• Benjamin, b. 23 Aug., 1789;
  • Andrew, b. 11, Nov., 1791

Maj. Andrew Dodge

This premises with 24 acres, a dwelling house and other buildings was conveyed to Andrew Dodge, April 22, 1825, by his sister, the widow Hannah Dodge Edwards, and his brother William Dodge 3rd of Beverly, yeoman and his wife Nancy Dodge, in consideration of $1250.00, paid by Andrew Dodge. The sale was accompanied by a quitclaim to Andrew Dodge by his siblings. Deeds show that over the years, Andrew and Anna Dodge bought and sold numerous additional land holdings in Wenham.

Maj. Andrew Dodge was born Nov. 11, 1791 in Wenham, son of Deacon William Dodge, where he died Nov. 23, 1876. “He was known as Maj. Andrew and was a man of good standing in his community. His residence was at Wenham Neck, a few rods north of the Baptist church, ‘Master’ Stephen Dodge being his next neighbor on the west and his brother Ezra, next on the north.” (Genealogy of the Dodge family).

Andrew’s first wife, Mary Conant, died in childbirth at age 23 in 1816. The child, Andrew, survived only three months. With his second wife, Anna Dodge, he had three children who lived to adulthood, all daughters, Mary Ann, Adeline and Susan, who married farmer Charles Wilkins (1829-1910).

The 1825 Massachusetts register lists Maj. Andrew Dodge “of Beverly” in the officers of Cavalry, Massachusetts Militia. Andrew Dodge was moderator of the Wenham Meeting from 1830 to 1856 except for the period when he served as a representative from Wenham to the General Court from 1839 – 40. Census data in 1860 lists Andrew Dodge as a farmer. The 1870 Wenham directory lists him as a justice of the peace.

Children of Maj. Andrew Dodge:

  • Andrew (born May, 1816; died Sept. 17. 1816),
  • Mary Ann, born Nov. 15, 1818; married George West Dodge, son of Pyam
  • Adeline, born March 5, 1822; married Asa W. Trout at Wenham;
  • Susan, born in Wenham; married Charles Wilkins of Danvers.

Deeds for the premises with a dwelling house and other buildings, conveyed by sale and quitclaim to Andrew Dodge by his siblings, April 22, 1825:

  • Hannah Edwards , widow and William Dodge 3rd of Beverly, yeoman and his wife Nancy Dodge, in consideration of $1250 paid by Andrew Dodge. a parcel with a dwelling house and other buildings, containing 24 acres. Salem Deeds 1331 / 174.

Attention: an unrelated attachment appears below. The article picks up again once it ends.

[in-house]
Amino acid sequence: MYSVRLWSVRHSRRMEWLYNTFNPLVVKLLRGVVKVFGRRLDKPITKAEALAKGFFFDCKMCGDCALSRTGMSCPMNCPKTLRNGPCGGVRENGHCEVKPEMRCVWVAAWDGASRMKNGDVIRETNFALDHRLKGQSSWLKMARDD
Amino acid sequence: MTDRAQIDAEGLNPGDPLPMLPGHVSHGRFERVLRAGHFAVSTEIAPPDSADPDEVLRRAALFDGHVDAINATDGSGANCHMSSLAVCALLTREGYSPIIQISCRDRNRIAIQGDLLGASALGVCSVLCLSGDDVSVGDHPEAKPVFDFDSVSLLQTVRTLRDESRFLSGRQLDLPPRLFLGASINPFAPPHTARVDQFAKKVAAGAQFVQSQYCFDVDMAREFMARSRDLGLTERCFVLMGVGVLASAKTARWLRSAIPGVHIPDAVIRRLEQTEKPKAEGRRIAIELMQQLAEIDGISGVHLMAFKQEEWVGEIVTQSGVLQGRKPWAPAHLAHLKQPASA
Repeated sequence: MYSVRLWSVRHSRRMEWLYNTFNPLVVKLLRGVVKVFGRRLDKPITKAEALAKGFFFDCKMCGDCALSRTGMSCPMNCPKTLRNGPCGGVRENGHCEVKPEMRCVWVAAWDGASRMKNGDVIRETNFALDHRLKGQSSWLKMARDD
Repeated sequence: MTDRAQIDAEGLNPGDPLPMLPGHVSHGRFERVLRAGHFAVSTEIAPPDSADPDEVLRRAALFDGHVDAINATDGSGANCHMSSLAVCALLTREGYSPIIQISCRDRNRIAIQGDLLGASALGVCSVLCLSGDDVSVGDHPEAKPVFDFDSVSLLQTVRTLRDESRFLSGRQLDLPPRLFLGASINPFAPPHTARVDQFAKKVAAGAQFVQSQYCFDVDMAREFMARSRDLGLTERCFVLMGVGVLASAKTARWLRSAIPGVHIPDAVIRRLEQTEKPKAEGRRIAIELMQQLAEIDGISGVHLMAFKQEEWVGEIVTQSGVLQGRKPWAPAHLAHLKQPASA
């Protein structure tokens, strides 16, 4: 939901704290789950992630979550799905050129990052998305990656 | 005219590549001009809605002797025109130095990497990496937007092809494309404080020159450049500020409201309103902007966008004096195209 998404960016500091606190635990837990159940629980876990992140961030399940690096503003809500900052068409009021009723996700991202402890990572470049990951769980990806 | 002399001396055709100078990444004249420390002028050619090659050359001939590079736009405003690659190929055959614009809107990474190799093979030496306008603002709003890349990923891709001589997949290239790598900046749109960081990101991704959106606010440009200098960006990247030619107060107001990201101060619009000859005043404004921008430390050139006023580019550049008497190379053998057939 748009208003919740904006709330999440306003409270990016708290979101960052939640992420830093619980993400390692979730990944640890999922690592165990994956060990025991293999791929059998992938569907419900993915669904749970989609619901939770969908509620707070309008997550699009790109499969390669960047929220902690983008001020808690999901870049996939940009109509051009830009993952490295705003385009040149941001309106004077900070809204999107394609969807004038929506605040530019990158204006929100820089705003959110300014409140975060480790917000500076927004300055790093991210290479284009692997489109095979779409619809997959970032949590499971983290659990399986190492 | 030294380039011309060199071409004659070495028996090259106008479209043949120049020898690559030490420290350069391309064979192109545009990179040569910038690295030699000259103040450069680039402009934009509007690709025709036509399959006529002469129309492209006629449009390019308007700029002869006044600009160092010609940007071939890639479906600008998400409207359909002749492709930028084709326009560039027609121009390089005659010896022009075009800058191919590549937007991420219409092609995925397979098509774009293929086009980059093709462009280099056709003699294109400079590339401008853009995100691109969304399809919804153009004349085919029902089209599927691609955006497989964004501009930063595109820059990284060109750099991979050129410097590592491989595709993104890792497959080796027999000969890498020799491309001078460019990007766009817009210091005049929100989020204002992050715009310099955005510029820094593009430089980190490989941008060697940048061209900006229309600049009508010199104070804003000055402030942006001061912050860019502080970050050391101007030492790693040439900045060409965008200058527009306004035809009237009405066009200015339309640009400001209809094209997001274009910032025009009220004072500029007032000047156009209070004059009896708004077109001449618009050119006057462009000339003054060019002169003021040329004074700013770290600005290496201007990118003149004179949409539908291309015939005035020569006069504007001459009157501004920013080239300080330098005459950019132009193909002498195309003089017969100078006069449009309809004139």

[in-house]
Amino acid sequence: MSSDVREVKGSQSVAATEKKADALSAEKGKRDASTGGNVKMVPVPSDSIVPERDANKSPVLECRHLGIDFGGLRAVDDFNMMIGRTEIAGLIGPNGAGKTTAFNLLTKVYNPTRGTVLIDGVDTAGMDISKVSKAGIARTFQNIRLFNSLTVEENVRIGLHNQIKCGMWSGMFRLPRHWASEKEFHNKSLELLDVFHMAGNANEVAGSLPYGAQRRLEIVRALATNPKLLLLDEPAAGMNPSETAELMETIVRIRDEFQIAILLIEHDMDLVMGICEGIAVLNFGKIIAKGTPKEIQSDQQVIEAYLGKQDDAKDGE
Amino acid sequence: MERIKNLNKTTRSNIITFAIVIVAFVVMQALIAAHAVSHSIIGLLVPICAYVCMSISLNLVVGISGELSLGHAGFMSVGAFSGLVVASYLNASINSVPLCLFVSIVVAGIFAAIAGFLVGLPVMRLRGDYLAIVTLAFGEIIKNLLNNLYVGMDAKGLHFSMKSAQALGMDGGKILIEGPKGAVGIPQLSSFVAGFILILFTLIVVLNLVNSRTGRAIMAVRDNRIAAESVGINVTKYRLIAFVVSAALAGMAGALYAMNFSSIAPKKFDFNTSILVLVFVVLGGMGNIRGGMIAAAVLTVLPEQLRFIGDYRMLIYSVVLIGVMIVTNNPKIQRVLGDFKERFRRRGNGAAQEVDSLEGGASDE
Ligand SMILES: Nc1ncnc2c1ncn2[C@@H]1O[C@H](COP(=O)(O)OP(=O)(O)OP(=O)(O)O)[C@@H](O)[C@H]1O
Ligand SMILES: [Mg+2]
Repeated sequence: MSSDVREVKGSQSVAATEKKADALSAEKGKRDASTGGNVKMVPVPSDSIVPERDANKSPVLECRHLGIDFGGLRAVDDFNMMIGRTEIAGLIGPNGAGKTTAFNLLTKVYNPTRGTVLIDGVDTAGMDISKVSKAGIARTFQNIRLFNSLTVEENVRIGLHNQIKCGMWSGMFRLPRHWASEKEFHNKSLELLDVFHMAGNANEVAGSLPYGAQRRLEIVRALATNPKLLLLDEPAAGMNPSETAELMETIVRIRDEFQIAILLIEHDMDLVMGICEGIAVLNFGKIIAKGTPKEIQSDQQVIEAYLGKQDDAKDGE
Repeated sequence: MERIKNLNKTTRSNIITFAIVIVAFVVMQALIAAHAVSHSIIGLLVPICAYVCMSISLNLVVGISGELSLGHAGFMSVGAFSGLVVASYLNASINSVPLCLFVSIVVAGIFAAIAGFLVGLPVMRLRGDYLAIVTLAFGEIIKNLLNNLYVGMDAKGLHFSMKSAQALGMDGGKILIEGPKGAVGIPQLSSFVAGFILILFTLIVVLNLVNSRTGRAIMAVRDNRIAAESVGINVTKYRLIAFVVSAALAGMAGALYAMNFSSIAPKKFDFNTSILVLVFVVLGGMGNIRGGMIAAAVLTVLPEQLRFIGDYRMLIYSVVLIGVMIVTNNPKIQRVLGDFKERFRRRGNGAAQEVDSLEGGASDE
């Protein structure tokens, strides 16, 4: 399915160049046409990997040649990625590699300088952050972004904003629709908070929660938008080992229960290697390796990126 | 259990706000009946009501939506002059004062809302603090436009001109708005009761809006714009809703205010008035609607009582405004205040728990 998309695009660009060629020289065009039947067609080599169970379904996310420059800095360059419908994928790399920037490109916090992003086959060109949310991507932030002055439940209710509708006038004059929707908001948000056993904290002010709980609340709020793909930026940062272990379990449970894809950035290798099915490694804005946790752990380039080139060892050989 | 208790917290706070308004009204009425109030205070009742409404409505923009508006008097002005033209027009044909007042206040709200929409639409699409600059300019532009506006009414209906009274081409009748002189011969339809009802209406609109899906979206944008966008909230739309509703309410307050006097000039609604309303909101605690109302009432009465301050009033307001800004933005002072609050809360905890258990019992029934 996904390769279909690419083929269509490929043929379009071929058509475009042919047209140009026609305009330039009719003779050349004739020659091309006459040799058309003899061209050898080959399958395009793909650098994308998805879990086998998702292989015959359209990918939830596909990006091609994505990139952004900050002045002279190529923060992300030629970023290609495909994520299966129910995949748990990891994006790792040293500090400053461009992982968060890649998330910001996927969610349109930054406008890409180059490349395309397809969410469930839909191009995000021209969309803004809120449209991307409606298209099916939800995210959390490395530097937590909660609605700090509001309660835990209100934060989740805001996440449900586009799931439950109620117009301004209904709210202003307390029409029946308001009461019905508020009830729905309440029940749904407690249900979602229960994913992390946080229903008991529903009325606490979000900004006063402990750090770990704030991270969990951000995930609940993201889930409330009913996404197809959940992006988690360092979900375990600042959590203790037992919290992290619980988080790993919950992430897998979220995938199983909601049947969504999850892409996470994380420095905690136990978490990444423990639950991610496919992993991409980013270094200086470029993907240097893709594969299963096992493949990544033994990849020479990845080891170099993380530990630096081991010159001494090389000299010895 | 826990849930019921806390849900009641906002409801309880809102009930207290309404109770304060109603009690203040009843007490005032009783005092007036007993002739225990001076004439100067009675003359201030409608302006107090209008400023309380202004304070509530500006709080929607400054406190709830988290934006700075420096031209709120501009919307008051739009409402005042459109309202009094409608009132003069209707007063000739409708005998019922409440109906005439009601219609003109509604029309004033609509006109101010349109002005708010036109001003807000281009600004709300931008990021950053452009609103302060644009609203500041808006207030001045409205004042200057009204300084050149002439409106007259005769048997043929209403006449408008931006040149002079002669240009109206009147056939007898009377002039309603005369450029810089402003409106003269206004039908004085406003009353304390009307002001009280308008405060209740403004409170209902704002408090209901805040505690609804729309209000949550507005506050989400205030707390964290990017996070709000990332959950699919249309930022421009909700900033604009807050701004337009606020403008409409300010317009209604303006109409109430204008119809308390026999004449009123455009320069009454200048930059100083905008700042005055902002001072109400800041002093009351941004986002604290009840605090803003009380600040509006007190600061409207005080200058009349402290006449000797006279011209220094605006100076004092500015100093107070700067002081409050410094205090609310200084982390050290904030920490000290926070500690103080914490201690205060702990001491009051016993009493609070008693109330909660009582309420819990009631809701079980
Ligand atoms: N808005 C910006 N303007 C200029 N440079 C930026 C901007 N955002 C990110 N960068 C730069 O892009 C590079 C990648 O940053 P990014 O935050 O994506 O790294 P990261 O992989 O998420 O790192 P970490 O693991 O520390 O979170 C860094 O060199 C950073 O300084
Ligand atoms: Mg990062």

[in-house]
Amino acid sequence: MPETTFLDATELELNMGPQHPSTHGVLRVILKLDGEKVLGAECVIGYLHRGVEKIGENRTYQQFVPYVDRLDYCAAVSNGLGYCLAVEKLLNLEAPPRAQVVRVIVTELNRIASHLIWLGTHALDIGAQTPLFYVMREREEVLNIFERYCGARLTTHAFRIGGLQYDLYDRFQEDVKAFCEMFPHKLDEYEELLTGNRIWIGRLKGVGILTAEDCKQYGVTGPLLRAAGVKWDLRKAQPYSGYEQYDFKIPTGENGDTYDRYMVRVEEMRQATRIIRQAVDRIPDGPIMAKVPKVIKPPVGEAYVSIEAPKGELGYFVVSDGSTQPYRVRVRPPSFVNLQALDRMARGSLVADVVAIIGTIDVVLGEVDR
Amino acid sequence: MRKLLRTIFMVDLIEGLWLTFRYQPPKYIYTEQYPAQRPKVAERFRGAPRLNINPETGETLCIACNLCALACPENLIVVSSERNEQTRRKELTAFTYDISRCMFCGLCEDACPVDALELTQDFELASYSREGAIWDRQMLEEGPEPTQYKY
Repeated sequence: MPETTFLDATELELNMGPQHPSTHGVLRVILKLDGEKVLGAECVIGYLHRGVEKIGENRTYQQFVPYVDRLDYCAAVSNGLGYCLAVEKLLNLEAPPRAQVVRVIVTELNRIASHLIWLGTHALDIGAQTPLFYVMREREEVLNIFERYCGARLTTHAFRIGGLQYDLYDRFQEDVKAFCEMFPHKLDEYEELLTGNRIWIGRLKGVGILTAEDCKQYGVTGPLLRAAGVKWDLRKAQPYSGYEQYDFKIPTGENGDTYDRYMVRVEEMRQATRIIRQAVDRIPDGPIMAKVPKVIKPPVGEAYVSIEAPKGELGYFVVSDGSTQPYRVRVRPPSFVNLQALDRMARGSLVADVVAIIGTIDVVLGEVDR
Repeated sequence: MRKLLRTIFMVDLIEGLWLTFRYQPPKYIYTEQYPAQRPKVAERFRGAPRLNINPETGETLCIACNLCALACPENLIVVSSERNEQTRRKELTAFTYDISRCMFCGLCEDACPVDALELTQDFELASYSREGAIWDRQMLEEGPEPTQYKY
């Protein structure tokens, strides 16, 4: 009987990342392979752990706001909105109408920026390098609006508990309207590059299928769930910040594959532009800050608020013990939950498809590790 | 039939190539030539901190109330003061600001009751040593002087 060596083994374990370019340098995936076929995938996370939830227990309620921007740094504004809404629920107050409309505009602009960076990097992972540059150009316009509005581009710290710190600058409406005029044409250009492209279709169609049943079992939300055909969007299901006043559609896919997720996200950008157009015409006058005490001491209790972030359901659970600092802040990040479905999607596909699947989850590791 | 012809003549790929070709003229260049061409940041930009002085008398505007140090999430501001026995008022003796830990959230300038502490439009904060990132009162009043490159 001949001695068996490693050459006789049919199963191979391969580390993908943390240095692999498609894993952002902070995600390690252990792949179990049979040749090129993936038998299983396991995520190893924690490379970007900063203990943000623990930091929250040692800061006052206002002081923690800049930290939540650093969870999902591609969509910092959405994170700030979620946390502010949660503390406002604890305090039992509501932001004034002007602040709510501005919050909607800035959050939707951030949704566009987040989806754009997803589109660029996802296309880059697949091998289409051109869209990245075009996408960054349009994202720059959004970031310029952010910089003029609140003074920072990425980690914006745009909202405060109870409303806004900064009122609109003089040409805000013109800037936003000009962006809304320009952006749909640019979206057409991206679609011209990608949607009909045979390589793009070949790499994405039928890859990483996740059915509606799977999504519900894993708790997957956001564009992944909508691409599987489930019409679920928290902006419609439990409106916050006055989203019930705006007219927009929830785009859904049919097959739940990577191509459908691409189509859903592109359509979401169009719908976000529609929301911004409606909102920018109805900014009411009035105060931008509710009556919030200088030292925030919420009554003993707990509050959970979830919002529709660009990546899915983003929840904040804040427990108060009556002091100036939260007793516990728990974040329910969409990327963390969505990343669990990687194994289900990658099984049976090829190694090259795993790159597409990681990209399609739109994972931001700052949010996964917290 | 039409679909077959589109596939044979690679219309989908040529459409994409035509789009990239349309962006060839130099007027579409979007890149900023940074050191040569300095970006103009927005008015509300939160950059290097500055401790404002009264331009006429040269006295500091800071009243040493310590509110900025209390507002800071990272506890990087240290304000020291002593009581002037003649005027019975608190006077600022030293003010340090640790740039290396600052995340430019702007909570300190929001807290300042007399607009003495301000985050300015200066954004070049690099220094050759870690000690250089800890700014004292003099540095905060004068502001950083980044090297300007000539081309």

• Hannah Edwards, widow; Abraham Lord, and William, Jacob, Benjamin and Ezra Dodge, in consideration of $40 quitclaimed to Andrew Dodge, 11 acres. Salem Deeds 1331 / 173
Crypt of Andrew and Anna Dodge, with the crypt of Ezra Dodge on the right, at the Rt. 1A cemetery in Wenham
Crypt of Andrew and Anna Dodge, with the crypt of Ezra Dodge on the right, at the Rt. 1A cemetery in Wenham

Wilkins

Charles and Susan Dodge Wilkins and their children, along with her parents Andrew and Anna Dodge lived together at 211 Larch Row beginning in the 1860s, according to census data. which indicates that the wing already existed. The 1900 census includes 71-year-old Charles Wilkins living in Wenham Neck with his daughter Adaline, three boarders, and a hired hand. The 1910 map indicates the property at 201 Larch Row was owned by “Heirs of S. Wilkins.” Read Wenham Form A records for this house or at MACRIS.

Subsequent Deeds: (To see the deeds, you have to first open a new session at the Salem Deeds site, and then you can click on the deed links on this page.)

  • Mary A. Leach, widow, and Harriett Adeline Wilkins to Mary Osgood, wife of Edward H Osgood, “Being a part of the premises conveyed to Andrew Dodge by Hannah Edwards et. al, April 22, 1825,” Salem Deeds 2477/126
  • Mary A. Leach, widow, and Harriett Adeline Wilkins to Mary Osgood, wife of Edward H Osgood, 12 acres with all the buildings thereonGranters are the heirs of Susan Wilkins. Salem Deeds 2635/537
  • April 21, 1923: Annie Bishop to Wilkins, premises or right of way.